Jess Hislop. Triolet
Plants that recite poems are the fantastical element to a story about a couple who see a gift of a plant/poem about them as a good portent for the future, but alas and alack love never runs true…
Steven J. Dines. The Machinehouse Worker’s Song.
A huge machinehouse has been home to many workers, cut off from the outside world since they were put in service as children. Of the world outside they know little, just having their childhood memories (and the reader knows less). A mysterious illness is reducing their numbers, until gradually just a pair are left. The story focusses on the conversations between the two, about what might be out there (if anything) or whether they have been left behind. The answer isn’t revealed!
Nigel Brown. Sentry Duty.
Ssthra is on guard duty, having to resist her hunger pangs caused by the eggs she is carrying, tasked with guarding the alien ship. To Ssthra’s surprise, the alien approaches her and engages her in conversation, and Ssthra is able to find out something through that conversation that is to her advantage
Aliette de Bodard. The Angel at the Heart of the Rain.
Well-written short-short in which a young refugee realises that in embracing her new life she must leave behind the ways of the past. Albeit with only a nominal speculative element.
Priya Sharma. Thesea and Astaurius.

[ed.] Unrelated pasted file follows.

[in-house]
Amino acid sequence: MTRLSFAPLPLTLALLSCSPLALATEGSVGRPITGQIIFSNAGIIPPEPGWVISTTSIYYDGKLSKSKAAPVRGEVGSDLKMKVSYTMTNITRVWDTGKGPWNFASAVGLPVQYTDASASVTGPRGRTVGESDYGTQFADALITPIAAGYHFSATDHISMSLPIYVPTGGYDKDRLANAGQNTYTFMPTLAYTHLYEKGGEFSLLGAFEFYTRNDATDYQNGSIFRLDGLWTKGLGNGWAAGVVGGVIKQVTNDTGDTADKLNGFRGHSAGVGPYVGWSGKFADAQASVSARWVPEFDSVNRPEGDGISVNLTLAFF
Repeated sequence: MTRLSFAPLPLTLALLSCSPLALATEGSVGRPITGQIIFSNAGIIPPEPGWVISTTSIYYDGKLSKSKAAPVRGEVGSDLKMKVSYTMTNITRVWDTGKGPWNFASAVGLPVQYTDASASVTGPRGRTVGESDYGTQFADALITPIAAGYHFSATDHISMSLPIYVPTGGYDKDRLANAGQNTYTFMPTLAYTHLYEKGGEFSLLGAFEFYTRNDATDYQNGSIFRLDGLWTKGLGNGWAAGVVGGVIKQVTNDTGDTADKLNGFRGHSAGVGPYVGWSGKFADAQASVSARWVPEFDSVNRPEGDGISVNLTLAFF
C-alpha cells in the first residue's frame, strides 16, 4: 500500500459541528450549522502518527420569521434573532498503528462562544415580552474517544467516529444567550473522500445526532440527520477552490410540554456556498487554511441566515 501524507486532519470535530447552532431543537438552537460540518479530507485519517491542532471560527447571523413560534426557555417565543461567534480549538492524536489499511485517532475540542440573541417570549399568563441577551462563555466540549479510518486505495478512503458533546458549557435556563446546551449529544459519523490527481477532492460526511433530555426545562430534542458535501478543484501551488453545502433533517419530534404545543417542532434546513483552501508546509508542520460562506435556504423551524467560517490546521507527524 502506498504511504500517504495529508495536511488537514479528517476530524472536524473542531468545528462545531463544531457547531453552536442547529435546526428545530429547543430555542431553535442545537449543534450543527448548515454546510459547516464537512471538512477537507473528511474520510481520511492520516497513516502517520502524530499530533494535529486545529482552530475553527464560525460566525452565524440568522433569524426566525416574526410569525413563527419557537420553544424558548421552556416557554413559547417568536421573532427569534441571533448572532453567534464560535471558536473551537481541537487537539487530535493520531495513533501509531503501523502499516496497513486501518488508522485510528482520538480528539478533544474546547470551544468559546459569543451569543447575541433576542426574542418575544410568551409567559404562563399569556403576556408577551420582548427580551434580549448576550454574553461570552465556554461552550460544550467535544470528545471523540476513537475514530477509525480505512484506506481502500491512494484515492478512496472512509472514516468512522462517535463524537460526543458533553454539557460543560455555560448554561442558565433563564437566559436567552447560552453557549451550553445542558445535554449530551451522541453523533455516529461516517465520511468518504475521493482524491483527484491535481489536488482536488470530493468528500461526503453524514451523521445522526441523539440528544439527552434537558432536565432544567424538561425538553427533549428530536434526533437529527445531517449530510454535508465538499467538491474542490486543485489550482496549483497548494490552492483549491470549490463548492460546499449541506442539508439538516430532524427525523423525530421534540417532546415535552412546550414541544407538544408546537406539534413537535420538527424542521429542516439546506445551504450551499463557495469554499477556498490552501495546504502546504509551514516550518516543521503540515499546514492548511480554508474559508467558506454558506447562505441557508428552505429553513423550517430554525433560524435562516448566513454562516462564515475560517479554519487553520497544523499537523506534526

Beautiful re-telling of the Greek myth of the minotaur, told through a re-telling of the myth, which varies slightly from the myth.
Sharma delicately skips over the nature of the conception (ahem) (wikipedia) but paints a bleak picture of the works of King Minos, and his brutality. Young Thesea, virginal beauty, is raised to be a sacrifice to the minotaur, but all is not as it seems, as her fate is fated to be worse than that. However, she escapes that fate and Sharma creates a new myth with sfnal elements that pleases.
Lavie Tidhar. The Core.
Another short installment in the ‘Central Station’ sequence, with Achimwene tracking his Strigoi lover Carmel. He does find her, and observes her – and I’m just a bit worried that some of the implications of what happens are lost on me as I can’t remember the detail from previous stories! I think that rather than having the story stretched out over a couple of years in short chunks, I’d prefer more of a traditional novel serialisation!
Georgina Bruce. Cat World.
It often strikes me that a disproportionate number of SF writers in the short bios mention that they are cat owners. Georgina Bruce gets as far away as that cosy image as can be possible, in a dark, very dark story, a long way from the ballad of lost c’mell.
The story starts with a pair of young sisters eking out a living in a post-something society in a very near future. As the story progresses it slowly dawns on the reader exactly what is going on, it gets into very dark territory indeed. A great read.
Shannon Fay. You First Meet the Devil at a Church Fete.
Winner of the James White Award – which is open to non-professional writers.
Fay takes a look at the (short) life of Stuart Sutcliffe, the ‘fifth Beatle’, following the story of his life and death at the age of 21. There’s one fictional character in the story, but that’s spelled out in the title, so no surprise there, and subsequently no further surprises in a story that’s nicely handled, but nothing more.